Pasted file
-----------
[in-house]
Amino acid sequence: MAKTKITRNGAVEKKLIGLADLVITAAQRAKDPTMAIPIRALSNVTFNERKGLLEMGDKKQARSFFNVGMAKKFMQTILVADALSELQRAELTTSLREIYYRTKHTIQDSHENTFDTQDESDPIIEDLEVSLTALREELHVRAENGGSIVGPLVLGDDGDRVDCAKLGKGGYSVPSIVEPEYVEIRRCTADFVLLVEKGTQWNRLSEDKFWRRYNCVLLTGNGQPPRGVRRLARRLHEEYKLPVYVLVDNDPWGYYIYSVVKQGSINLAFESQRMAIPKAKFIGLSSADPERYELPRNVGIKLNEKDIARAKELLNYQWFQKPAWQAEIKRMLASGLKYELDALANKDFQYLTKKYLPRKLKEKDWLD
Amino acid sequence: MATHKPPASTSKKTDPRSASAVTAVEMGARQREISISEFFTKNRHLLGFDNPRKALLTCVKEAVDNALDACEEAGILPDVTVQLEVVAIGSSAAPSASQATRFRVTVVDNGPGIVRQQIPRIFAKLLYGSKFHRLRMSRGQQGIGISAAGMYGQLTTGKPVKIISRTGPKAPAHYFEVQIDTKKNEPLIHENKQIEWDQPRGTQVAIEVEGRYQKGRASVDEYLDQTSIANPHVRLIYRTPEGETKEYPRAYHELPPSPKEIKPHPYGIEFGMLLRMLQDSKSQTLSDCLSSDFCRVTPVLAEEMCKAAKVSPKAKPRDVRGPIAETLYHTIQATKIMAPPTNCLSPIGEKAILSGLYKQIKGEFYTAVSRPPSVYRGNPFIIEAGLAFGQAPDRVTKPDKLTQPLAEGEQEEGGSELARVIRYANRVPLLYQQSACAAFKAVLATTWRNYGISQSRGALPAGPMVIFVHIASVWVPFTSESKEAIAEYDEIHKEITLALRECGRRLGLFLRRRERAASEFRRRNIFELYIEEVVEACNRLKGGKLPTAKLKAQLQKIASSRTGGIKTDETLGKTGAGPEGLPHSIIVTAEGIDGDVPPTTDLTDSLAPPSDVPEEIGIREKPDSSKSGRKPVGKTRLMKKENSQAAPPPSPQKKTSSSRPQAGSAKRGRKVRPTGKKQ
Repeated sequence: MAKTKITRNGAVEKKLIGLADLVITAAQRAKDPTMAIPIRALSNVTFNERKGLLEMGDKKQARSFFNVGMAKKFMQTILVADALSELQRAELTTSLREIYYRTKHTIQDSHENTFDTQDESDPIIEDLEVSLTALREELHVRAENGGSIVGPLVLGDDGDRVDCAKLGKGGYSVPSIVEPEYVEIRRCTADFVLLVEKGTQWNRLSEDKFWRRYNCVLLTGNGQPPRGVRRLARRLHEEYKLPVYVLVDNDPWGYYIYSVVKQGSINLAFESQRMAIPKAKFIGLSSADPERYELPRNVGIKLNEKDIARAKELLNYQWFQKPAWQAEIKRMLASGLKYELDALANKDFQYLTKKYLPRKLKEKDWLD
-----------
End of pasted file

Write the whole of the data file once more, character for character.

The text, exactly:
[in-house]
Amino acid sequence: MAKTKITRNGAVEKKLIGLADLVITAAQRAKDPTMAIPIRALSNVTFNERKGLLEMGDKKQARSFFNVGMAKKFMQTILVADALSELQRAELTTSLREIYYRTKHTIQDSHENTFDTQDESDPIIEDLEVSLTALREELHVRAENGGSIVGPLVLGDDGDRVDCAKLGKGGYSVPSIVEPEYVEIRRCTADFVLLVEKGTQWNRLSEDKFWRRYNCVLLTGNGQPPRGVRRLARRLHEEYKLPVYVLVDNDPWGYYIYSVVKQGSINLAFESQRMAIPKAKFIGLSSADPERYELPRNVGIKLNEKDIARAKELLNYQWFQKPAWQAEIKRMLASGLKYELDALANKDFQYLTKKYLPRKLKEKDWLD
Amino acid sequence: MATHKPPASTSKKTDPRSASAVTAVEMGARQREISISEFFTKNRHLLGFDNPRKALLTCVKEAVDNALDACEEAGILPDVTVQLEVVAIGSSAAPSASQATRFRVTVVDNGPGIVRQQIPRIFAKLLYGSKFHRLRMSRGQQGIGISAAGMYGQLTTGKPVKIISRTGPKAPAHYFEVQIDTKKNEPLIHENKQIEWDQPRGTQVAIEVEGRYQKGRASVDEYLDQTSIANPHVRLIYRTPEGETKEYPRAYHELPPSPKEIKPHPYGIEFGMLLRMLQDSKSQTLSDCLSSDFCRVTPVLAEEMCKAAKVSPKAKPRDVRGPIAETLYHTIQATKIMAPPTNCLSPIGEKAILSGLYKQIKGEFYTAVSRPPSVYRGNPFIIEAGLAFGQAPDRVTKPDKLTQPLAEGEQEEGGSELARVIRYANRVPLLYQQSACAAFKAVLATTWRNYGISQSRGALPAGPMVIFVHIASVWVPFTSESKEAIAEYDEIHKEITLALRECGRRLGLFLRRRERAASEFRRRNIFELYIEEVVEACNRLKGGKLPTAKLKAQLQKIASSRTGGIKTDETLGKTGAGPEGLPHSIIVTAEGIDGDVPPTTDLTDSLAPPSDVPEEIGIREKPDSSKSGRKPVGKTRLMKKENSQAAPPPSPQKKTSSSRPQAGSAKRGRKVRPTGKKQ
Repeated sequence: MAKTKITRNGAVEKKLIGLADLVITAAQRAKDPTMAIPIRALSNVTFNERKGLLEMGDKKQARSFFNVGMAKKFMQTILVADALSELQRAELTTSLREIYYRTKHTIQDSHENTFDTQDESDPIIEDLEVSLTALREELHVRAENGGSIVGPLVLGDDGDRVDCAKLGKGGYSVPSIVEPEYVEIRRCTADFVLLVEKGTQWNRLSEDKFWRRYNCVLLTGNGQPPRGVRRLARRLHEEYKLPVYVLVDNDPWGYYIYSVVKQGSINLAFESQRMAIPKAKFIGLSSADPERYELPRNVGIKLNEKDIARAKELLNYQWFQKPAWQAEIKRMLASGLKYELDALANKDFQYLTKKYLPRKLKEKDWLD